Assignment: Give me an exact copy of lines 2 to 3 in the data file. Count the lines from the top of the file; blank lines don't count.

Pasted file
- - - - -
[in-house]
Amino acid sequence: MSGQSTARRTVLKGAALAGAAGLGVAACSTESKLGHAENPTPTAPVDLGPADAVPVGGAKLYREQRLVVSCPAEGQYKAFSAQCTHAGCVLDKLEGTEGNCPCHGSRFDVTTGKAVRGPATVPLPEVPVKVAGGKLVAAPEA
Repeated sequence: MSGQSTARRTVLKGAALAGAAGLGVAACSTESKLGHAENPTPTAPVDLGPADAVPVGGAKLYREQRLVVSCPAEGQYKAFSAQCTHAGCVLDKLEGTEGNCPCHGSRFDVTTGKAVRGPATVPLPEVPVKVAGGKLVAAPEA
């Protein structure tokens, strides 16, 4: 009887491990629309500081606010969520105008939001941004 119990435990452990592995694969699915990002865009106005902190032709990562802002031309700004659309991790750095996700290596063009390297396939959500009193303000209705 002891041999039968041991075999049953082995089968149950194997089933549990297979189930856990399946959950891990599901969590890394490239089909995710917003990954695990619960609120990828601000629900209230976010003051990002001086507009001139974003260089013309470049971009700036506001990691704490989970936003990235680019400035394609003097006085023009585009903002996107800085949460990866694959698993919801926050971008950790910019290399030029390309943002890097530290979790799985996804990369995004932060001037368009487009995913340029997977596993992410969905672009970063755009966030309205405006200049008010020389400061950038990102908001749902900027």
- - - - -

Amino acid sequence: MSGQSTARRTVLKGAALAGAAGLGVAACSTESKLGHAENPTPTAPVDLGPADAVPVGGAKLYREQRLVVSCPAEGQYKAFSAQCTHAGCVLDKLEGTEGNCPCHGSRFDVTTGKAVRGPATVPLPEVPVKVAGGKLVAAPEA
Repeated sequence: MSGQSTARRTVLKGAALAGAAGLGVAACSTESKLGHAENPTPTAPVDLGPADAVPVGGAKLYREQRLVVSCPAEGQYKAFSAQCTHAGCVLDKLEGTEGNCPCHGSRFDVTTGKAVRGPATVPLPEVPVKVAGGKLVAAPEA